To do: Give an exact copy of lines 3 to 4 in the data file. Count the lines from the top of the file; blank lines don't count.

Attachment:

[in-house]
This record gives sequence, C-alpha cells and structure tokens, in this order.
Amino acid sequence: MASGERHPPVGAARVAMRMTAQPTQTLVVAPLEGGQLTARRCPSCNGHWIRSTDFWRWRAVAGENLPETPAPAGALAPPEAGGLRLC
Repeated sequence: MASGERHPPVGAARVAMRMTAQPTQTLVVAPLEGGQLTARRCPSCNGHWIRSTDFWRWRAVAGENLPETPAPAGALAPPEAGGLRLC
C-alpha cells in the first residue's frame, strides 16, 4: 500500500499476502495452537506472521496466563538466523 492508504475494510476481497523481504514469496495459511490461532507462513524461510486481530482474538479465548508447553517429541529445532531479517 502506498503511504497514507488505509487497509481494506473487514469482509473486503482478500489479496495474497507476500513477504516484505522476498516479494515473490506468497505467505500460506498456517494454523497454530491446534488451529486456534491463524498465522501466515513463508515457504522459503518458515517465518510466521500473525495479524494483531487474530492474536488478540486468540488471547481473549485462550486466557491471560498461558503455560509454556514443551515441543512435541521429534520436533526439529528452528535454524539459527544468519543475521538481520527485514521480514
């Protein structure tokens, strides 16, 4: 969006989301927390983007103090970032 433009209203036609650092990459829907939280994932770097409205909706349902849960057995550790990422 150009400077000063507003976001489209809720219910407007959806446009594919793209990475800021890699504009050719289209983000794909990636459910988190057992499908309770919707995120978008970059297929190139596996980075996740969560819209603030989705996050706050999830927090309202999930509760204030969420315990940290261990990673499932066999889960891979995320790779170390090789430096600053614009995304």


Amino acid sequence: MASGERHPPVGAARVAMRMTAQPTQTLVVAPLEGGQLTARRCPSCNGHWIRSTDFWRWRAVAGENLPETPAPAGALAPPEAGGLRLC
Repeated sequence: MASGERHPPVGAARVAMRMTAQPTQTLVVAPLEGGQLTARRCPSCNGHWIRSTDFWRWRAVAGENLPETPAPAGALAPPEAGGLRLC